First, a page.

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An end-to-end beehive monitoring solution enabled by the Helium Network and deep learning.

Bees are critical to the livelihood of our ecosystem, but unfortunately in the past decade, bee populations have decreased by 30% [1]. In addition to the ecological impact, this instability poses an economic threat to the commercial honey bee pollination industry, which is valued at over $10 billion annually in the U.S. alone [2]. Much of the decline is attributed to a complicated phenomenon known as Colony Collapse Disorder (CCD), which results in the hive’s rapid abandonment of their queen, but the causes of CCD are not well understood. Whether you are an individual hobbyist or a commercial farmer who relies on large-scale pollination, monitoring your hive with simple sensory data can help beekeepers detect problematic trends in colony health. Our project, known as “LongHive”, is a full-service infrastructure for beehive maintenance, enabled by the Helium Network and Deep Learning (DL). Data-driven beekeepers can install our LongHive system, which fits underneath standard beehives and includes a suite of relevant sensors, a pre-trained convolutional neural network (CNN) for classifying the hive’s acoustic signatures, and a web-based dashboard for easy visualization of the transient signals.

The LongHive infrastructure is designed to facilitate a collaborative community forum (where users share data to improve DL models and general beekeeping insights), but the hardware operates within a modular framework to meet the specific needs of each beekeeper. Our goal is to help beekeepers make the most out of their time and reduce the frequency of intrusive hive inspections while still detecting problems within the hive. This is done by flagging problematic trends in the data, which could represent major issues like CCD, hive robbery, or missing queens. Our competition uses WiFi for connectivity, which has a limited range and consumes a significant amount of power, but the Helium Network enables low-power devices that can operate in a much more remote environment. We combine edge computing and a pre-trained network to circumvent the most glaring constraint of LoRaWAN – low transaction throughput – in our DL classifier. A Raspberry Pi bears the computational burden locally, so only the network output (the classification) needs to be transmitted over LongFi.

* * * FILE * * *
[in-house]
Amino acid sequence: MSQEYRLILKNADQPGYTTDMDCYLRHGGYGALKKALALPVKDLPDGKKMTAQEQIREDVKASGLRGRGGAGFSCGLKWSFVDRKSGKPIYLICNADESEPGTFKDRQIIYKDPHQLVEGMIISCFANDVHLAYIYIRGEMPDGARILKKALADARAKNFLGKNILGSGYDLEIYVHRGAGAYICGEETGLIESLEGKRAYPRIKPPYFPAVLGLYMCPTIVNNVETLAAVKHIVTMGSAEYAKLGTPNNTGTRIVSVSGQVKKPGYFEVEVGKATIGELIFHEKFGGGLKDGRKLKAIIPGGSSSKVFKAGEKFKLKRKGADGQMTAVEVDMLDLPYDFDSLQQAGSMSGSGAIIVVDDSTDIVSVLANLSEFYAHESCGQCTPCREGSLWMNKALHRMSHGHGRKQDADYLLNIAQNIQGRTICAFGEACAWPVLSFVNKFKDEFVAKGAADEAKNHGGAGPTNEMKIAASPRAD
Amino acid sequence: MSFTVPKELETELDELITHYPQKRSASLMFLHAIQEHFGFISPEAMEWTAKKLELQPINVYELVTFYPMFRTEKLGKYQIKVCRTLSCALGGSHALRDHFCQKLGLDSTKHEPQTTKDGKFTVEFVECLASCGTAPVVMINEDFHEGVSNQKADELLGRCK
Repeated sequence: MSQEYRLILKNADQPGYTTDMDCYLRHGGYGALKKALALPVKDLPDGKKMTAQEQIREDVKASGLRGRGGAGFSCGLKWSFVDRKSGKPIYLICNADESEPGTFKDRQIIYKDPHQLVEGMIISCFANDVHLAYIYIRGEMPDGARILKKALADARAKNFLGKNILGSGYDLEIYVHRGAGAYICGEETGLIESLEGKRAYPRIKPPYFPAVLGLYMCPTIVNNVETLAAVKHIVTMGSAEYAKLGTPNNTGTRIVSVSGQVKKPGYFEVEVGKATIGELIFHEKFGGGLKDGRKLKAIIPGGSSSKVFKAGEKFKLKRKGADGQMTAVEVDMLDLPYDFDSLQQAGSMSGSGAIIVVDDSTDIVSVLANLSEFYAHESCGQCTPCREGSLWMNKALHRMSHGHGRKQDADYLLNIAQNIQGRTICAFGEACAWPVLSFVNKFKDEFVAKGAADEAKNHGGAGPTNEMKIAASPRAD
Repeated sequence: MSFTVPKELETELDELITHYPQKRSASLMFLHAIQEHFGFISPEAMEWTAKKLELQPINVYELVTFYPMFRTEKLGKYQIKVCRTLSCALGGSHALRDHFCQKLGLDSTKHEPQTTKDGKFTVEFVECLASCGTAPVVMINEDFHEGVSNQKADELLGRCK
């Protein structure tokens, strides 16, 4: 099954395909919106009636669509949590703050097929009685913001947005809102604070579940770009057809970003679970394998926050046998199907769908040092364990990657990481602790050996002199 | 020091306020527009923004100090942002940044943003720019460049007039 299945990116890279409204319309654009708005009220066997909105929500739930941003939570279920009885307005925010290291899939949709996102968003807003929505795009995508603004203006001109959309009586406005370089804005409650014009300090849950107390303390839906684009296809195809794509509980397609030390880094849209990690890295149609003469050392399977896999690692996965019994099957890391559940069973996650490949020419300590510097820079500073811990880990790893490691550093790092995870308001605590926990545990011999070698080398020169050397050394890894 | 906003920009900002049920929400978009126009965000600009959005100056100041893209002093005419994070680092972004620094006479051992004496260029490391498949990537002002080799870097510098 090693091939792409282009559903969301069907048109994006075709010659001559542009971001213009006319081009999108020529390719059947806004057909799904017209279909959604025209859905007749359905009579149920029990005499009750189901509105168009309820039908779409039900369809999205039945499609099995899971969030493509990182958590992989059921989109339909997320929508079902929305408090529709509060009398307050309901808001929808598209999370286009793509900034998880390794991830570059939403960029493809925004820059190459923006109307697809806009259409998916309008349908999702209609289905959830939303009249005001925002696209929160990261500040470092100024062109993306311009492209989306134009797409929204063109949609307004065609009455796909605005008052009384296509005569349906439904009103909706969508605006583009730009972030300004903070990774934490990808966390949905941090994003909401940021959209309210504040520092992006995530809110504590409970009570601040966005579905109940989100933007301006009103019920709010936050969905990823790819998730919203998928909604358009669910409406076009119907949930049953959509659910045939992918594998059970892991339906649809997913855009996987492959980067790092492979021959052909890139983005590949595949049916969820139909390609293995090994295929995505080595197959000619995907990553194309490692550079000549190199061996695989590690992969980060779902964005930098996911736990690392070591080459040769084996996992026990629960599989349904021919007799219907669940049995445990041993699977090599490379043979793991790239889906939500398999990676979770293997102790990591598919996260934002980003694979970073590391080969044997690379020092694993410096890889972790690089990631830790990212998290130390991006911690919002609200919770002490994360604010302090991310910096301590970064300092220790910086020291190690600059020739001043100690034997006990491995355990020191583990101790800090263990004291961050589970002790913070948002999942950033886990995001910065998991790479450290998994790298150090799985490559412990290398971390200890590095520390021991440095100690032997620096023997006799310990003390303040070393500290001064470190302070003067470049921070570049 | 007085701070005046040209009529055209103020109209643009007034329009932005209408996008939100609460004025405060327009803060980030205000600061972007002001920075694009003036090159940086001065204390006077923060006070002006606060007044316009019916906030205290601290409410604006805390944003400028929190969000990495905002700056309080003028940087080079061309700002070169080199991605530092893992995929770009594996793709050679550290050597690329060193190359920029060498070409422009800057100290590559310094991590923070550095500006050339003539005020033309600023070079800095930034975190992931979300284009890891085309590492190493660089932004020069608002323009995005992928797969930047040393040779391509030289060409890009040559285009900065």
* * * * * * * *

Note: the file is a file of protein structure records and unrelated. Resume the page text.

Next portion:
The LongHive Sensor Suite
In our review of relevant literature and existing commercial solutions, we found a slew of passive sensors that have proven to give some indication of hive health. First and foremost, we want to provide beekeepers with real-time data that they will use to augment their existing heuristics and improve productivity. Variation in hive weight is a sign of honey production and population. Temperature is a simple, but critical source of information; bees like to keep very precise thermal conditions for optimal hive development. In fact, they have fascinating mechanisms in place for maintaining this delicate homeostasis: when the hive is too hot, they fan their wings to increase convective cooling; when it is too cool, they generate heat by vibrating their flight muscles. Similarly, beekeepers must keep an eye on the relative humidity in their hive - eggs cannot hatch when it’s too dry, but damp conditions can be a sign of mold or disease. Carbon dioxide is released into the hive as a byproduct of honey production. Thus, a lack of proper ventilation can result in CO2 poisoning and other maladies. Beekeepers are responsible for making it as easy as possible for their hives to maintain this balance by making tweaks to airflow and insulation. We also found a lot of literature suggesting that the acoustic signals emitted by a hive can be a rich source of information, but it will take a more complex processing pipeline to make sense of it (more on this later).”

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